The Fusion DS and Fusion Terminal appear to combat Nintendo's Wii U woes with their powerful specifications, but a few key anomalies prevent the hype train from going full steam ahead.
Both proposed units would be significant steps up from the current Wii U home console and portable 3DS, with an anonymous but reputable source being cited by Nintendo News.
The Fusion DS would contain an ARM-based CPU and Adreno 420-based GPU, as well as an apparently hefty 3GB of memory, a Gorilla Glass screen, and rumble feedback on its controller nubs.
The Fusion Terminal, on the other hand, would be based on AMD's RX 200 line of graphics chips, running on an IBM CPU as has been Nintendo's preference for home consoles.
Interestingly, it'd be available in two flavors, one with a disc drive and one with beefed-up internal storage instead. Both would accept Nintendo 3DS cartridges as a bonus.
But 3DS emulation would be tricky for a console that doesn't share the same basic hardware loadout, and that's just one of several sticking points.
The Fusion DS's cameras are suspiciously low-spec, AMD doesn't have rights to use Qualcomm's Adreno tech, and its 3GB memory capacity is far too small for the sort of tasks required of it, as Pallab Chatterjee of the Silicon Valley Trade Council pointed out on VentureBeat.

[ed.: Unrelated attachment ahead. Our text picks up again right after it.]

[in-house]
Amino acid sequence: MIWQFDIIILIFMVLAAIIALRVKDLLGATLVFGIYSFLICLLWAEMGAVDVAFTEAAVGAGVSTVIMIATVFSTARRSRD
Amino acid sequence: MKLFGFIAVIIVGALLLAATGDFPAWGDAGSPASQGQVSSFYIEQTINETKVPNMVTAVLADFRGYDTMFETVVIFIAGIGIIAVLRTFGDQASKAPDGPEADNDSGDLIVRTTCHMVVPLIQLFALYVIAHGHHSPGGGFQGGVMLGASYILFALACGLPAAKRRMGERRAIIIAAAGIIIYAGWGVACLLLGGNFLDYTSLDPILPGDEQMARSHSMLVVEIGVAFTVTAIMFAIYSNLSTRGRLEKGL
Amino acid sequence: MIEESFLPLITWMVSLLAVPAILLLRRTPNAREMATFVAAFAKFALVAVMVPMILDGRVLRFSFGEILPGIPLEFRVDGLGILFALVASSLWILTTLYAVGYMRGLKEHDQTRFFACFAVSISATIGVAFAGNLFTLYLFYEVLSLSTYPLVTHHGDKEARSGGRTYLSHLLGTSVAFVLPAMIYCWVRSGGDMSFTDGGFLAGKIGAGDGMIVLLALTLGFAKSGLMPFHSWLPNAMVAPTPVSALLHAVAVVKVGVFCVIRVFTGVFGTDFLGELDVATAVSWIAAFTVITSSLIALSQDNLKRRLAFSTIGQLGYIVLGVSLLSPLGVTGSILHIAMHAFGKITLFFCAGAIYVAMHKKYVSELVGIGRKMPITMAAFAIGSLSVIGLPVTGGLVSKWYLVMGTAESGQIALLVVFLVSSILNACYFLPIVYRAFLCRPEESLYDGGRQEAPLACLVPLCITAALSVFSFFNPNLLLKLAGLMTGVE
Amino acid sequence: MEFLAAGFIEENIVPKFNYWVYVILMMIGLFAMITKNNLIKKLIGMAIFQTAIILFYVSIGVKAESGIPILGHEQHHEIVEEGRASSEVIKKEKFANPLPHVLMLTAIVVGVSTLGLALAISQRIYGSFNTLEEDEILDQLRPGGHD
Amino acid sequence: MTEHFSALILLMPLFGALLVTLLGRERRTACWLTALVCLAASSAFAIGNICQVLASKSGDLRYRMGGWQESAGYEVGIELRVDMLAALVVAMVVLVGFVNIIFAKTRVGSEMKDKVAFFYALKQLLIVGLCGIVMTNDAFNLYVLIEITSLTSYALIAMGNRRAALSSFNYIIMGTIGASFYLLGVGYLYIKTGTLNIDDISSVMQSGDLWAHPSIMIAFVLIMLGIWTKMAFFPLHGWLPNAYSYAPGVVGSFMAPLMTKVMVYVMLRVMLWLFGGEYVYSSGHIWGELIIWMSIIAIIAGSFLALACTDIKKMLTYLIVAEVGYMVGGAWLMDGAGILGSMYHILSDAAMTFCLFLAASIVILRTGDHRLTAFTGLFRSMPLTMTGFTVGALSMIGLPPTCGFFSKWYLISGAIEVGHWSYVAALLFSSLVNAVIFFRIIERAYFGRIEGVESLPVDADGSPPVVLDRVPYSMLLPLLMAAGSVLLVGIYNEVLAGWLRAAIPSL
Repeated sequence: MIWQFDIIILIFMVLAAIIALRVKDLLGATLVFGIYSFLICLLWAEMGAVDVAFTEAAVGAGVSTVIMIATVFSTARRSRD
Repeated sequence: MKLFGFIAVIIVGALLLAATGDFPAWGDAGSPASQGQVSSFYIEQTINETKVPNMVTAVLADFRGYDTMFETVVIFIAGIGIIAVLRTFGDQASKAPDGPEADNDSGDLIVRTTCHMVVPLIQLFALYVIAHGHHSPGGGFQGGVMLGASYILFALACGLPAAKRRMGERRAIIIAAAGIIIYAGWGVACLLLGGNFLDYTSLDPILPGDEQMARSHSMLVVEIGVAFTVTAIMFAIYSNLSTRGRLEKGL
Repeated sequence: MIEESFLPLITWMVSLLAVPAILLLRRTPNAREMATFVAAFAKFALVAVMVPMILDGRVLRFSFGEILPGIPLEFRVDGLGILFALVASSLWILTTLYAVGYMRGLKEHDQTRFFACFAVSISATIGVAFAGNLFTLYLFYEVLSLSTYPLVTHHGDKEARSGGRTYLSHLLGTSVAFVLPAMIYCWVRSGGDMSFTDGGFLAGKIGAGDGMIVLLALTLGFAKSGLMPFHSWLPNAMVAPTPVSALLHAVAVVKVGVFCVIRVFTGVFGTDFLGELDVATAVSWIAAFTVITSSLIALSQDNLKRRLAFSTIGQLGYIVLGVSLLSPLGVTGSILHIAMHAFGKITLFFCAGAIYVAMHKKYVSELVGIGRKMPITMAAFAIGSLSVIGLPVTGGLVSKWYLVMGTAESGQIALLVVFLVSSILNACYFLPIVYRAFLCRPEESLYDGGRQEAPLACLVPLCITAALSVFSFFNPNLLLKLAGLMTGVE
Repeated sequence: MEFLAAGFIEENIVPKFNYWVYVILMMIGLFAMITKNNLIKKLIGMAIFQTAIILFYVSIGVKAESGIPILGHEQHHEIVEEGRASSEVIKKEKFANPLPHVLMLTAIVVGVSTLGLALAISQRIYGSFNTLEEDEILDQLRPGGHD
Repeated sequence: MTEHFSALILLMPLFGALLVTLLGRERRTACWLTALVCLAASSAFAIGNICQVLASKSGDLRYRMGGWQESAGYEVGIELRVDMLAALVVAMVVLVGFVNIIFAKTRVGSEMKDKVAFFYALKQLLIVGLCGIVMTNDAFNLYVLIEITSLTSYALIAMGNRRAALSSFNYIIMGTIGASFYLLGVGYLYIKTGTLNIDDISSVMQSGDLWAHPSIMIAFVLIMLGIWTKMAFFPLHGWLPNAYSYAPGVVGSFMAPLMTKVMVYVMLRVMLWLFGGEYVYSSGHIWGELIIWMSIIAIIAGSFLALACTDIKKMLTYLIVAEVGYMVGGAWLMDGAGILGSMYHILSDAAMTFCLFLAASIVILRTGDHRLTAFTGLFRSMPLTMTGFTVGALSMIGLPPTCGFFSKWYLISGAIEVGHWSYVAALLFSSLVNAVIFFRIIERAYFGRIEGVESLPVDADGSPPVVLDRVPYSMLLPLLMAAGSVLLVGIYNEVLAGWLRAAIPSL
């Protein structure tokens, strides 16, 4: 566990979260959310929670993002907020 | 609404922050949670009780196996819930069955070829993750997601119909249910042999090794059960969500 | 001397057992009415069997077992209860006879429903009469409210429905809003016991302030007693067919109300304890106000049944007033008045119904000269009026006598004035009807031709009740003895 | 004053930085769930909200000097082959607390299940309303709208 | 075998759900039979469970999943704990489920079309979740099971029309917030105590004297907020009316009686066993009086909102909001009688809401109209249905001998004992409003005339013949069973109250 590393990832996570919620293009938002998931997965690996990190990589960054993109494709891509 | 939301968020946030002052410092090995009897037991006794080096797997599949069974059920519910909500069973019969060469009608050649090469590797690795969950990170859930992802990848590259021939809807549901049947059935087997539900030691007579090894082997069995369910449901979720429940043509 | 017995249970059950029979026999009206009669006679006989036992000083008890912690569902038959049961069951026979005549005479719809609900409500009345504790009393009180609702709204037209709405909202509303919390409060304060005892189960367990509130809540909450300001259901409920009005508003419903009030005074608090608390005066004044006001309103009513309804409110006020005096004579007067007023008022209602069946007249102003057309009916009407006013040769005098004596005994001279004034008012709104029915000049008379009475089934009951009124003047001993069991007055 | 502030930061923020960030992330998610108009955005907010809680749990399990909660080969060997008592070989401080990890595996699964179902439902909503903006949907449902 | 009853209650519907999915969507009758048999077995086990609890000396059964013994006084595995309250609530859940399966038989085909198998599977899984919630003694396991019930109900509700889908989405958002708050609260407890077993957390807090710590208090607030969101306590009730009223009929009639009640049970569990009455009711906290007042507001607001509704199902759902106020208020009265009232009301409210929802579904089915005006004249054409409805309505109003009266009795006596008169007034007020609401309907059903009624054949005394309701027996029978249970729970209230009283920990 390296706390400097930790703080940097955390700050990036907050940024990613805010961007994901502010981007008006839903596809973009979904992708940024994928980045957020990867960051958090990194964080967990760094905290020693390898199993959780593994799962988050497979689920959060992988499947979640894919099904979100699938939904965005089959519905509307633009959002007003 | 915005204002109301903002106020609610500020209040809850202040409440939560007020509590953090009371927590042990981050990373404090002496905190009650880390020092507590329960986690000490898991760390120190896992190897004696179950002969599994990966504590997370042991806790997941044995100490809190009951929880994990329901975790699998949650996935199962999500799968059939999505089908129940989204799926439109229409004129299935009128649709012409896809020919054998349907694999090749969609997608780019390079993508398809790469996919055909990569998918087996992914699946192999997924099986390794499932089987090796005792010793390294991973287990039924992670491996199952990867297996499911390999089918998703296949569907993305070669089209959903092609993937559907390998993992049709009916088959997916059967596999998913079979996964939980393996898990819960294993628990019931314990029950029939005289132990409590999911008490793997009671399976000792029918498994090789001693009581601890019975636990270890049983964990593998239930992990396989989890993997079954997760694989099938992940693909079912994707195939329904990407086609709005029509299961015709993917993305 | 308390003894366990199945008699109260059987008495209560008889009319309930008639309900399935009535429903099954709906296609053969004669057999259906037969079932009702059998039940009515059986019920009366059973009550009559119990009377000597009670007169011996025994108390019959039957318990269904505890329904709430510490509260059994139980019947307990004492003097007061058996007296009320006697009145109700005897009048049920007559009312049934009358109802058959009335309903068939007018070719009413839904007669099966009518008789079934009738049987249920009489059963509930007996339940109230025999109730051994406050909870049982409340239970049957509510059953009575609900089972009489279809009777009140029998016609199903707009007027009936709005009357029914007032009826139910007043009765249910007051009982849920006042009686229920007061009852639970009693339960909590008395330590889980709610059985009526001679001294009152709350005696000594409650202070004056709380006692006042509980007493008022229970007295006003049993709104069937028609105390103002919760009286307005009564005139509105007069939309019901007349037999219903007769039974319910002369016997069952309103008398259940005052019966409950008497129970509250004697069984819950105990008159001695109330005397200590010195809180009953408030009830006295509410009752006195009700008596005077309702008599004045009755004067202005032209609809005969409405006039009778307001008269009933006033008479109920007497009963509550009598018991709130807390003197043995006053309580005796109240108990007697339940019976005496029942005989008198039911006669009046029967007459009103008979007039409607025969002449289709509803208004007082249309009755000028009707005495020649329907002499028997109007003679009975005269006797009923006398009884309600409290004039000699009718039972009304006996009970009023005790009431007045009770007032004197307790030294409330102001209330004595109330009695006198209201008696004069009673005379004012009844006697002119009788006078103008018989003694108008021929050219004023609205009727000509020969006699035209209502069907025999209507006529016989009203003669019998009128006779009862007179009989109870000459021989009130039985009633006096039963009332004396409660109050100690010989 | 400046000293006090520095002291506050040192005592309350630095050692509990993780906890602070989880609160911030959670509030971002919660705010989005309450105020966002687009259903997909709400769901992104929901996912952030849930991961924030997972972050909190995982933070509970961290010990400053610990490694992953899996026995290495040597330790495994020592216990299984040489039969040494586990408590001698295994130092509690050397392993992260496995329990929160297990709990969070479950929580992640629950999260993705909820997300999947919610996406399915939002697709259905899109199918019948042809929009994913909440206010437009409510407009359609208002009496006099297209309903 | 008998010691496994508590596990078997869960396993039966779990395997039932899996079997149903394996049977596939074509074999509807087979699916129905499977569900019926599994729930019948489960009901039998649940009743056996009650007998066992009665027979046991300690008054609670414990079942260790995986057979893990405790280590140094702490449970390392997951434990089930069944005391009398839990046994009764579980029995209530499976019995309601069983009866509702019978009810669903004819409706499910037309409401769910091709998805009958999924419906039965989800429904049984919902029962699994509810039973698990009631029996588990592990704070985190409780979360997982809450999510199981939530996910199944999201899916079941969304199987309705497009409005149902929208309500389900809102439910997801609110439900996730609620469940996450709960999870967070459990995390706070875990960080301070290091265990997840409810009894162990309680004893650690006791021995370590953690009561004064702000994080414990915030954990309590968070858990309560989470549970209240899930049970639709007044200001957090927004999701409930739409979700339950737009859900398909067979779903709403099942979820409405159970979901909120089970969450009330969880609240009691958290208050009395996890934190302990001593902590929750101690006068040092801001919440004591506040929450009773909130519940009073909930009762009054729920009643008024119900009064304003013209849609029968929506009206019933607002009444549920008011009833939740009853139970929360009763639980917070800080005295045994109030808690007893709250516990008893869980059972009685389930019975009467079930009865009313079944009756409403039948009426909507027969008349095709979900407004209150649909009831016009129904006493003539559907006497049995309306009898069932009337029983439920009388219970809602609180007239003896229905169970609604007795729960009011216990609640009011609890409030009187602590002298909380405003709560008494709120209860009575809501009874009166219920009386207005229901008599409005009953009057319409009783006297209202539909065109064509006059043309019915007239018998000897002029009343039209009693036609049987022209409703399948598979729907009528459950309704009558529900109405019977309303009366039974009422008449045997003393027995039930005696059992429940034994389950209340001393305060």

Other reactions note that both devices' advanced innards would require Nintendo to charge an excruciatingly high price at retail, in conflict with its current strategy.
Additional anomalies undermine the rumor's veracity, with the Fusion DS sporting a 128G SDHC card slot instead of the more advanced SDXC format, while its supposed GPS location technology runs contrary to recent policy changes implemented after a furor over the 3DS's Swapnote software.
Finally, the existence of such a detailed spec sheet, should the Fusion consoles be anything other than imminent, pours cold water over the whole affair.